Of mice and men: K(ATP) channels and insulin secretion

Recent Prog Horm Res. 2001;56:47-68. doi: 10.1210/rp.56.1.47.


K(ATP) channels are a unique, small family of potassium (K+)-selective ion channels assembled from four inward rectifier pore-forming subunits, K(IR)6.x, paired with four sulfonylurea receptors (SURs), members of the adenosine triphosphate (ATP)-binding cassette superfamily. The activity of these channels can be regulated by metabolically driven changes in the ratio of adenosine diphosphate (ADP) to ATP, providing a means to couple membrane electrical activity with metabolism. In pancreatic beta cells in the islets of Langerhans, K(ATP) channels are part of an ionic mechanism that couples glucose metabolism to insulin secretion. This chapter 1) briefly describes the properties of K(ATP) channels; 2) discusses data on a genetically recessive form of persistent hyperinsulinemic hypoglycemia of infancy (PHHI), caused by loss of beta-cell K(ATP) channel activity; and 3) compares the severe impairment of glucose homeostasis that characterizes the human phenotype with the near-normal phenotype observed in K(ATP) channel null mice.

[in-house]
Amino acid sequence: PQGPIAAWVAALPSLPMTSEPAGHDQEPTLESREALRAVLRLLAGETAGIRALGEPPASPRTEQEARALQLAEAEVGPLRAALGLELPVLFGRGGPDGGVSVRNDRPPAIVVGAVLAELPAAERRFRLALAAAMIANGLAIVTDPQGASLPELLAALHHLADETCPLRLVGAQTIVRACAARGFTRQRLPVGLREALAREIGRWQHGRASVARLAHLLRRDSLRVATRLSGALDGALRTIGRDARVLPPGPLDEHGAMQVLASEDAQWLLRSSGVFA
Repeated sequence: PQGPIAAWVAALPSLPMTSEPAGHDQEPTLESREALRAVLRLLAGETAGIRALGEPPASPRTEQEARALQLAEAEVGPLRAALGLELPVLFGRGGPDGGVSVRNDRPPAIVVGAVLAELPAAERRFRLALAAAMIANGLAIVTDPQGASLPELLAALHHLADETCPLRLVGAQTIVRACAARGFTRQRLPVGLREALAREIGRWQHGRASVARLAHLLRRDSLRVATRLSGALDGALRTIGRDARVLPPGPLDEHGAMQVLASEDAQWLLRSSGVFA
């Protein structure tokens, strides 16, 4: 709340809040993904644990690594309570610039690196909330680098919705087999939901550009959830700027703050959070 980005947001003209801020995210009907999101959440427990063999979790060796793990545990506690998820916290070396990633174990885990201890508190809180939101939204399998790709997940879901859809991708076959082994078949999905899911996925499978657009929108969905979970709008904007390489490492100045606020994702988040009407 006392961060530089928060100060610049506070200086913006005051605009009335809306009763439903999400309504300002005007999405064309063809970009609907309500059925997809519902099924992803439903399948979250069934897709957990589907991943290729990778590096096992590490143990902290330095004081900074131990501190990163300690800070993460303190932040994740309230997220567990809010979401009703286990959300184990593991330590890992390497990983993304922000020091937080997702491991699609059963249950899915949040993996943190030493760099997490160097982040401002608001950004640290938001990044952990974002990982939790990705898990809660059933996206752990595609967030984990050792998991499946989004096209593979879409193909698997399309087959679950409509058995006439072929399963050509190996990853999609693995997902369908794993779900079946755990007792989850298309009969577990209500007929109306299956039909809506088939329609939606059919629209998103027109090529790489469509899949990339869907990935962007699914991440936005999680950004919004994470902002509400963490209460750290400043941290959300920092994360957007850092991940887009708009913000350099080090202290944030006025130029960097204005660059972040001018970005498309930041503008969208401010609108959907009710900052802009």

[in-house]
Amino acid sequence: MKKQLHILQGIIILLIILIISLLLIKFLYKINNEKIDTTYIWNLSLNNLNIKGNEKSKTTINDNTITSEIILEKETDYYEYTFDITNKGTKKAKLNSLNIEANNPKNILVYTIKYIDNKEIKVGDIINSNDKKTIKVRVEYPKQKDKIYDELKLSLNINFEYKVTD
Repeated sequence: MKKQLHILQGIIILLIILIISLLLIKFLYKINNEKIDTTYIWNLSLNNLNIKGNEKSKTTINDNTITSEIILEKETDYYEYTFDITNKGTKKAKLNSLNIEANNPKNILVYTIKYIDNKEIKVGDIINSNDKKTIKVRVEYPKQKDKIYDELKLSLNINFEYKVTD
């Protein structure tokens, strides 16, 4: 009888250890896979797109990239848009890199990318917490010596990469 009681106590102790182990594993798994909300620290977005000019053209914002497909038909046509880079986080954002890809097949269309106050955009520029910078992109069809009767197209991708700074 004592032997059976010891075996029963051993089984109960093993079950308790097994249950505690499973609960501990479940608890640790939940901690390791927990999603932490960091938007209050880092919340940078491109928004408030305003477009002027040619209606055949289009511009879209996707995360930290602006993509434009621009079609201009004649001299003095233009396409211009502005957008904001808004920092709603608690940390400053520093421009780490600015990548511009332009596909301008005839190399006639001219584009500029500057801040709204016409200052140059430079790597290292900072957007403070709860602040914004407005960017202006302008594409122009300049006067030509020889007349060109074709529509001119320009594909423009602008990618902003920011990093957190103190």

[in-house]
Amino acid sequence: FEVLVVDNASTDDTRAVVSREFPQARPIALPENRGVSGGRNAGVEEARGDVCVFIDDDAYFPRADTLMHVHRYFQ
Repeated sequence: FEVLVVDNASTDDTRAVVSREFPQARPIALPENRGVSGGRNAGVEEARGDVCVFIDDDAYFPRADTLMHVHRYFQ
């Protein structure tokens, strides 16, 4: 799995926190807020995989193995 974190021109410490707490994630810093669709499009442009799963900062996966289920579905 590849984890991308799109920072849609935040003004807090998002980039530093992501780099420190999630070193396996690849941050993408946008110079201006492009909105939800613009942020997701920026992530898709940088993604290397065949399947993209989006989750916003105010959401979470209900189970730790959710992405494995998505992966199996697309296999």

Publication types

  • Review

MeSH terms

  • Animals
  • Dose-Response Relationship, Drug
  • Electrophysiology
  • Genes, Recessive
  • Homeostasis
  • Humans
  • Hyperinsulinism / genetics*
  • Insulin / metabolism*
  • Insulin Secretion
  • Kinetics
  • Mice
  • Mice, Knockout
  • Multigene Family
  • Mutation
  • Pancreatic Diseases / genetics*
  • Phenotype
  • Potassium Channels / genetics*
  • Potassium Channels / physiology*
  • Time Factors


  • Insulin
  • Potassium Channels